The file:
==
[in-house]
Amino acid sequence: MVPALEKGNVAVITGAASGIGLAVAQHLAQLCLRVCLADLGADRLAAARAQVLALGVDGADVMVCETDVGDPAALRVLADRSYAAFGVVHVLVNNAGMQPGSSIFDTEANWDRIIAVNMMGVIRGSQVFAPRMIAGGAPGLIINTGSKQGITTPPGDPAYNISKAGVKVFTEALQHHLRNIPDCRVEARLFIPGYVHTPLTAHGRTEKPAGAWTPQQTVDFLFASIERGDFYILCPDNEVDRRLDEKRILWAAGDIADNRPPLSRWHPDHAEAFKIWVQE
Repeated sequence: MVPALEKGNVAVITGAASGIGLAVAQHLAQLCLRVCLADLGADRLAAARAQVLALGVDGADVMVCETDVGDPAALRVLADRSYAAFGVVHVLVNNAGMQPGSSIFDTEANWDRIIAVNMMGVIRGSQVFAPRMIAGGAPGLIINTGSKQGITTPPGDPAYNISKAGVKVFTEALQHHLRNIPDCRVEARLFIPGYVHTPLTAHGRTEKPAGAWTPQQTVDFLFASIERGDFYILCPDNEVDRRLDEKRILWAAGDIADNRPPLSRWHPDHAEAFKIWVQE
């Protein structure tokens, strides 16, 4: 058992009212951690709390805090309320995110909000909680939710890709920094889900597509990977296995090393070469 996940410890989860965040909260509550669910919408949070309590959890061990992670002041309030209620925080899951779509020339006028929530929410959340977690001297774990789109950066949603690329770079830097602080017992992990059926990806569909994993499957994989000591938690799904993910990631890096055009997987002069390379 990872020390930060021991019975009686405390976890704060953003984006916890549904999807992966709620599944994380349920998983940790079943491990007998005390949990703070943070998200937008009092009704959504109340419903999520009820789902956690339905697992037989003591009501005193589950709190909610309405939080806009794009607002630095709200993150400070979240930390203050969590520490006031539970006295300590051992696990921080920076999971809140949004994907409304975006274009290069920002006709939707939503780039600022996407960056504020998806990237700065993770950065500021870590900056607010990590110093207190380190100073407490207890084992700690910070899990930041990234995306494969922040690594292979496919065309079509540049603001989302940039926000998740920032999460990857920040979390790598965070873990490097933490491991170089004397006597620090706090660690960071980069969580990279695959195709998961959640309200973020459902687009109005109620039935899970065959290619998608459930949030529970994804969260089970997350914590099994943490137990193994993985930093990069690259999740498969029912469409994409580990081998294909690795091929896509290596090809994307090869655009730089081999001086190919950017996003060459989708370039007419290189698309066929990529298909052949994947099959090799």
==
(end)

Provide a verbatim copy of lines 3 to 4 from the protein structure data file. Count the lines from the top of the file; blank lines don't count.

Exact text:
Repeated sequence: MVPALEKGNVAVITGAASGIGLAVAQHLAQLCLRVCLADLGADRLAAARAQVLALGVDGADVMVCETDVGDPAALRVLADRSYAAFGVVHVLVNNAGMQPGSSIFDTEANWDRIIAVNMMGVIRGSQVFAPRMIAGGAPGLIINTGSKQGITTPPGDPAYNISKAGVKVFTEALQHHLRNIPDCRVEARLFIPGYVHTPLTAHGRTEKPAGAWTPQQTVDFLFASIERGDFYILCPDNEVDRRLDEKRILWAAGDIADNRPPLSRWHPDHAEAFKIWVQE
């Protein structure tokens, strides 16, 4: 058992009212951690709390805090309320995110909000909680939710890709920094889900597509990977296995090393070469 996940410890989860965040909260509550669910919408949070309590959890061990992670002041309030209620925080899951779509020339006028929530929410959340977690001297774990789109950066949603690329770079830097602080017992992990059926990806569909994993499957994989000591938690799904993910990631890096055009997987002069390379 990872020390930060021991019975009686405390976890704060953003984006916890549904999807992966709620599944994380349920998983940790079943491990007998005390949990703070943070998200937008009092009704959504109340419903999520009820789902956690339905697992037989003591009501005193589950709190909610309405939080806009794009607002630095709200993150400070979240930390203050969590520490006031539970006295300590051992696990921080920076999971809140949004994907409304975006274009290069920002006709939707939503780039600022996407960056504020998806990237700065993770950065500021870590900056607010990590110093207190380190100073407490207890084992700690910070899990930041990234995306494969922040690594292979496919065309079509540049603001989302940039926000998740920032999460990857920040979390790598965070873990490097933490491991170089004397006597620090706090660690960071980069969580990279695959195709998961959640309200973020459902687009109005109620039935899970065959290619998608459930949030529970994804969260089970997350914590099994943490137990193994993985930093990069690259999740498969029912469409994409580990081998294909690795091929896509290596090809994307090869655009730089081999001086190919950017996003060459989708370039007419290189698309066929990529298909052949994947099959090799």